- Welcome to The Wise Collector
- Knowledge Changes Everything!
- Buyer Beware!
- Buyer Beware!: Part II
- Caring for Your Antiques
- Coin Collecting
- McCoy Pottery
- Chinese Export Porcelain
- Frankoma Pottery
- The Arts and Crafts Movement
- The Art Deco Period
- Susie Cooper Pottery
- Limoges China
- 18th C American Furniture Styles
- The Bauhaus School: Weimar 1919
- The Bauhaus School: Design & Architecture
- The End of a Century: Art Nouveau Style
- Biedermeier: The Comfortable Style
- The Souvenir Age
- A History of Ceramic Tiles
- Flow Blue China
- Collect Vintage Christmas Decorations
- An American Thanksgiving Through theYears
- How to Find an Antiques Appraiser
- Louis Prang, Father of the American Christmas Card
- Thomas Cook and the Grand Tours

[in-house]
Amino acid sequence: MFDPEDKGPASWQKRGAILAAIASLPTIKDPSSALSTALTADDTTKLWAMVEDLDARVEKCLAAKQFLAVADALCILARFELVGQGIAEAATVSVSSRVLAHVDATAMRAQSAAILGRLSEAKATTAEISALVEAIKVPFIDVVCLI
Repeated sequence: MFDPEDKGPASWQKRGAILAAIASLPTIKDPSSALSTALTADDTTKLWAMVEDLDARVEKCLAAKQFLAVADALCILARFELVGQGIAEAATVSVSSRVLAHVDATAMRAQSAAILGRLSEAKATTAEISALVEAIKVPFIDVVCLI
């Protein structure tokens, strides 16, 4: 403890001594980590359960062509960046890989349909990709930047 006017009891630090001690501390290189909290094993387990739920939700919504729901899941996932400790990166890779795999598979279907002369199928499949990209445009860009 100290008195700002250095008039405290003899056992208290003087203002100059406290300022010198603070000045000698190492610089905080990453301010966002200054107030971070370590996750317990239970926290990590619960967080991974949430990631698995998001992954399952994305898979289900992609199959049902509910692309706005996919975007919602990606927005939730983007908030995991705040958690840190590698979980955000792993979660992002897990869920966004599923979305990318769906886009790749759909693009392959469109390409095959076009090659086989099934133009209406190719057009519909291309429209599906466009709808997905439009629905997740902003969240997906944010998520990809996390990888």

- Harry Rinker's 25th Anniversary
- Mid-Century Modern
- Will Chintz China become Popular Again?
- Ireland's Waterford Crystal
- Vintage Wicker and Rattan
- Fishing Gear Collecting
- Bennington Pottery
- Identifying Pottery and Ceramic Marks
- The Art of Needlework in the Arts & Crafts Era
- The Delicious World of Vintage Cookbooks
- BLOG: RANDOM THOUGHTS
- E-BOOKS BY BARBARA BELL
- First Reader Consulting
The Delicious World of Vintage Cookbooks
Many of us and our mothers as well, probably started out adult life with the classics like Fanny Farmer’s Boston Cooking School, the Joy of Cooking, or a Betty Crocker beginner’s basics. If you fell in love with cooking or baking, you might have expanded your library to include special books on those subjects, or if your family liked to grill outdoors or try exotic new cuisines, you added a few more books about those. Pretty soon, there was a shelf in the kitchen devoted to cookbooks. Maybe, over the years, you picked up a few more at used book sales, or began accumulating all of Martha Stewart’s colorful specialty cookbooks.